The only thing that is effected about a service a service being advertised is the scope.

So services advertised in agents are only available to people in that user session, but daemon services are available system-wide.

Now we’re talking about services, traditionally, services have been things backed by processes.

In a Launch-on-Demand world they are just virtual end points, they may or may not be backed by a process.

And if they are not currently backed by a process the arrival of a request on that service will trigger launchd to kick off the process that’s responsible for servicing that request.

And what this lets us do is get rid of an explicit dependency graph.

Dependencies just become expressed through IPC.

So if I’m dependent on a service advertised by say,, the fact that I’ve sent a message to that service says I’m dependent on that service.

I don’t have to detail that in a file anywhere.

So once we adopt this new model of boot strapping, we get three really key advantages.

The first one is obvious.

It’s more efficient.

We can run a smaller working set of services on an idle system because if it’s an idle system the user’s not really using many features.

So we don’t really need to run daemons that are responsible for those features.

And features daemons come on line as those features are needed.

So we have pay-as- you-go computing.

The second one is that it’s more reliable.

So if we have a model where things come up as needed and then go away when they’re not, that means we have daemons which are more or less stateless.

And so that means they can recover from crashes.

So if I have sent a message to a daemon and it crashes trying to after processing my request, somebody else who sends a message to that daemon can just keep sending it, and launchd will keep that daemon alive as long as it has requests outstanding.

And finally, we get a more flexible system because we can have many working sets of daemons that are optimal for different usage patterns we end up with a much more flexible system that can adapt to different usage patterns very easily.

So before we get into how to write one of these daemons, let’s talk a little bit about Grand Central Dispatch.

Grand Central Dispatch is like launchd but for threads.

So it exposes a new synchronization primitive called queues.

And we’re going to use these queues to help write our daemon.

Queues are just basically synchronization points that guarantee serialized execution of work.

And you just submit work to a queue and it gets executed in the order that it was submitted.

And this makes executing asynchronous work really, really easy and really, really fast.

Both from a code-writing standpoint and from an execution standpoint.

So what are we most interested in about queues here?

GCD is a great technology for parallelism.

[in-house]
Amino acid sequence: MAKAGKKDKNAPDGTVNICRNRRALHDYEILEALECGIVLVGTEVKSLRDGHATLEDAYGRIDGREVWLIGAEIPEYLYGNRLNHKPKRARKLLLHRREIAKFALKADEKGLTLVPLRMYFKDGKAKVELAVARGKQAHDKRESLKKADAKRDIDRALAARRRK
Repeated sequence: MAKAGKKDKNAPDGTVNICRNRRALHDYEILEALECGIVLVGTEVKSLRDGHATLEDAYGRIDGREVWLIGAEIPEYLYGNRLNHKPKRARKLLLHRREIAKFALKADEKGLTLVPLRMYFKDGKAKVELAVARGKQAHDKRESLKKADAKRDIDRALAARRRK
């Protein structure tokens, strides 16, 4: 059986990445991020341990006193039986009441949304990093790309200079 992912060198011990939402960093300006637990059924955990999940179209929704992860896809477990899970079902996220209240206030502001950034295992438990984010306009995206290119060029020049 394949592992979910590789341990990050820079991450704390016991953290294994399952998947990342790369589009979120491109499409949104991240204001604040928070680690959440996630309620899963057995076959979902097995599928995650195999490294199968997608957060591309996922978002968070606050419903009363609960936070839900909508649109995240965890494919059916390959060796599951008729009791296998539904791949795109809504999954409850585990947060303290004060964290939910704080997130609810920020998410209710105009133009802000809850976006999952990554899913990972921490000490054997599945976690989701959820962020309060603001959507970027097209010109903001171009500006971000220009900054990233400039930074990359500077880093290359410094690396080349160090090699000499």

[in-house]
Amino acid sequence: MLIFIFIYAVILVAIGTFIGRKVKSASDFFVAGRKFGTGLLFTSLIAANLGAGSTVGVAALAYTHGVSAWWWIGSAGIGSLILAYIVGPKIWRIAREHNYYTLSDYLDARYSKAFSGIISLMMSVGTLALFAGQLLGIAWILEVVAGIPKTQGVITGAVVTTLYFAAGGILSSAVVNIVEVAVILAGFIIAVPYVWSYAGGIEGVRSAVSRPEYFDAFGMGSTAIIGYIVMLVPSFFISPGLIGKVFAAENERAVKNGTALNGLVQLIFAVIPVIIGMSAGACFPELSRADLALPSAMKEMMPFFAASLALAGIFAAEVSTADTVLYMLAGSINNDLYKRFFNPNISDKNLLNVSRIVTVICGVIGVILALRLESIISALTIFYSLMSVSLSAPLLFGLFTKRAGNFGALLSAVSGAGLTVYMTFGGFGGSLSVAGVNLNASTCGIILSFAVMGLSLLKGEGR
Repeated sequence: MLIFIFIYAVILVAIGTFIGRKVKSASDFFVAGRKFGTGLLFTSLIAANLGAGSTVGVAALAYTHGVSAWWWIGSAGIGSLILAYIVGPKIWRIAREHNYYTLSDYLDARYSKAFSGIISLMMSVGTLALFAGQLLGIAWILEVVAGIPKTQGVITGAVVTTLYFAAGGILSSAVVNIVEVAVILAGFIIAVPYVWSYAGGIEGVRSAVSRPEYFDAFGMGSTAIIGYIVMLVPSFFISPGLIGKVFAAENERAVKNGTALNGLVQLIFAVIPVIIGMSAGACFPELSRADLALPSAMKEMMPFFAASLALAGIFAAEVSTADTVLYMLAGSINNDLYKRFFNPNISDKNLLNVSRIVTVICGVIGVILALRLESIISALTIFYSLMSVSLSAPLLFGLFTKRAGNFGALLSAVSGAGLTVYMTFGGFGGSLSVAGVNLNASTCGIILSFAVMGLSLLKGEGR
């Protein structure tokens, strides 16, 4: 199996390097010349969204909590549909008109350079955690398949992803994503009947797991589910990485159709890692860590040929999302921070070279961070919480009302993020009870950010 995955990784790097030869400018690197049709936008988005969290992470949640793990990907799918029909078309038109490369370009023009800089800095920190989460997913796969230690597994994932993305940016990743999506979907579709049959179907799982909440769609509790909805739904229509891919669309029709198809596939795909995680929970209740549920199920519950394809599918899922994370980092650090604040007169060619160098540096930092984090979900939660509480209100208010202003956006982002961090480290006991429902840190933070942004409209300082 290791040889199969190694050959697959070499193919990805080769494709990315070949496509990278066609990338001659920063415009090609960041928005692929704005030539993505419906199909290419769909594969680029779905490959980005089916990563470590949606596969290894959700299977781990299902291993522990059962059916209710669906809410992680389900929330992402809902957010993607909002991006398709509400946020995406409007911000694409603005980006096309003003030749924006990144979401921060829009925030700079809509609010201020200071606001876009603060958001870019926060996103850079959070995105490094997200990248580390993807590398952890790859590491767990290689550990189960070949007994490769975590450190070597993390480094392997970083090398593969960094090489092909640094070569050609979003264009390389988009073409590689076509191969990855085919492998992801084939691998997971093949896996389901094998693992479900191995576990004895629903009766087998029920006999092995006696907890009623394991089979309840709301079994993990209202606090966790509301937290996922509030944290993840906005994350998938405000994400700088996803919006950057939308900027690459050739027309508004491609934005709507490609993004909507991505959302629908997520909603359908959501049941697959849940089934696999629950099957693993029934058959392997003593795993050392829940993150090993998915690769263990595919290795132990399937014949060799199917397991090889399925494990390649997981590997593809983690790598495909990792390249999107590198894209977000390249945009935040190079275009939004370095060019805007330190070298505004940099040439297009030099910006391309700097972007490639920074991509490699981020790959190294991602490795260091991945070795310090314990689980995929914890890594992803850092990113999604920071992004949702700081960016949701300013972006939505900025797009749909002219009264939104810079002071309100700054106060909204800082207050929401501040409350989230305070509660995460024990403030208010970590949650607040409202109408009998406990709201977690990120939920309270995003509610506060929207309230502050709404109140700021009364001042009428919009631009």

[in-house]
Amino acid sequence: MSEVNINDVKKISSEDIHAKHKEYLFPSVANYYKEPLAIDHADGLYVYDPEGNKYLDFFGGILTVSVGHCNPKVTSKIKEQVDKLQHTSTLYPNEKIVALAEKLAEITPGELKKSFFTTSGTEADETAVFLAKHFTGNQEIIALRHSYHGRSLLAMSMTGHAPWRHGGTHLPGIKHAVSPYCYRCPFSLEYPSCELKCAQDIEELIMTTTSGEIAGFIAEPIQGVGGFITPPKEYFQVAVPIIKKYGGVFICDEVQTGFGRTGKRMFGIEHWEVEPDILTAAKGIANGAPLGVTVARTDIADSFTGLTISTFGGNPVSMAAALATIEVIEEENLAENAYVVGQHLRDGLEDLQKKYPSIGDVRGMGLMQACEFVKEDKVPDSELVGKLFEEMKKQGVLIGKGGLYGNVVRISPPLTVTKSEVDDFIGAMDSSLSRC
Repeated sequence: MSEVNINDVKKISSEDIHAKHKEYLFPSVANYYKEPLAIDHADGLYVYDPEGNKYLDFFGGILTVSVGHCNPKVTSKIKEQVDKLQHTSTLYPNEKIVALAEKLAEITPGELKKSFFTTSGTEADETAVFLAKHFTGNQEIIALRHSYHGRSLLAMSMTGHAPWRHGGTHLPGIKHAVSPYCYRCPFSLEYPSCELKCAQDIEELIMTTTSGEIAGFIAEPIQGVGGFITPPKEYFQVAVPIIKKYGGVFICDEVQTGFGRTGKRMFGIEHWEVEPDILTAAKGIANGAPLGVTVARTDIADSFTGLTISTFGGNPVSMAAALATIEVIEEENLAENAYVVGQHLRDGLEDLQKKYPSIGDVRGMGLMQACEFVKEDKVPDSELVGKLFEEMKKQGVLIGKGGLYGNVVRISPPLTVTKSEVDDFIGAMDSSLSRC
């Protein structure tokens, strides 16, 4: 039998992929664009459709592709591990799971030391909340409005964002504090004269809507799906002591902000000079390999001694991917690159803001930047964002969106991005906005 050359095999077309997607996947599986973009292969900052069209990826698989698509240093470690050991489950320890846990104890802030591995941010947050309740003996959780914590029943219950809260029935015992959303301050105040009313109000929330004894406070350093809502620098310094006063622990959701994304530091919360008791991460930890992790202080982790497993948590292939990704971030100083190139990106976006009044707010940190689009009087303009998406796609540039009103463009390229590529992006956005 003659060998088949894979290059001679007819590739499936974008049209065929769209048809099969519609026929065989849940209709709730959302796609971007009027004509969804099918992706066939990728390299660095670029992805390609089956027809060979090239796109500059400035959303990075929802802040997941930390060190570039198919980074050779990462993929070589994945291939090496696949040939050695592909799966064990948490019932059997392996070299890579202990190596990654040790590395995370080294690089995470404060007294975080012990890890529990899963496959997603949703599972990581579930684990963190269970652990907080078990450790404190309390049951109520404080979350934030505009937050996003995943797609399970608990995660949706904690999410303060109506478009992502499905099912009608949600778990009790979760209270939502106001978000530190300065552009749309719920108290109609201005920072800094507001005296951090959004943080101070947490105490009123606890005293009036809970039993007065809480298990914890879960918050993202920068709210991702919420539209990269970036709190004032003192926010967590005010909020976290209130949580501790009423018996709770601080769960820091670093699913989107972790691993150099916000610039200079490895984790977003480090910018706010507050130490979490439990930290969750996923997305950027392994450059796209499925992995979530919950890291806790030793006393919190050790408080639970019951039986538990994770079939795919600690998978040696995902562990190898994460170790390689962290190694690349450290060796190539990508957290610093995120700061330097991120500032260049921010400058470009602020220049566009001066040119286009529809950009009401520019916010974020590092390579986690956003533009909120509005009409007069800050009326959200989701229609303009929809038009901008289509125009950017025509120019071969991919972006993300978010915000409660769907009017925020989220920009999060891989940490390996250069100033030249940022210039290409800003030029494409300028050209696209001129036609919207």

But from our perspective as daemon writers, we’re more interested in the fact that queues act as a run loop primitive, so we don’t have to use a higher level framework like Core Foundation to get a run loop, and we don’t have to code our own run loop.

Queues let us do that.

How they work is that dispatch exposes sources.

And sources are just listeners that when a certain event happens, schedule an event handler on a queue that you specify.

And sources can monitor for all sorts of events like readability or writability of a file descriptor.

So you can effect asynchronous IO just by only writing when there’s space in the kernel buffers for that descriptor.

We can also monitor for process events.

Like if we’re interested when another PID exists or when it forks or when it execs we can be told of all these things and invoke an event handler when that happens.

We can also monitor for signals, and this one is particularly important because previously there was no way to safely share the receipt of a signal.

GCD lets us do that.

And finally we have timers.

Invoke an event handler block at a specified interval.

GCD makes heavy use of Blocks and in a GCD world Blocks are how work is quantized.

So one Block can be treated as one unit of work.

And what Blocks are effectively are just inline or anonymous functions.

They implicitly capture any stacked state that has been referenced by them so that you don’t have to capture that state yourself, marshall it into a struct that’s malloced on the heap, which you then pass as a content pointer to some call that might happen down the line, and then that call has to free all this stuff is done for you.

So Blocks, what Blocks give you is basically an archive for a function call.

So let’s take a look at what a Block actually looks like, syntactically.

So we include dispatch/dispatch.h. And we have 3 variables declared here, A, B, and C.

Now we have this dispatch async here, and what that does is copy the block to the heap.

Now when I say copy to the heap what do I mean?

The code itself in the Block isn’t actually captured to the heap, but the state that the code is referencing is captured to the heap.

So when I try and set and if I if I capture A and B, those are captured as const.

So when I try to set A to a different value the compiler emits an error saying that it’s a read-only variable.

But I’ve declared C with this __block keyword.

And what that does, is when the Block captures all that state, it captures a reference to C and copies it to the heap so that I can safely modify it, even after the Stack Frame has been torn down.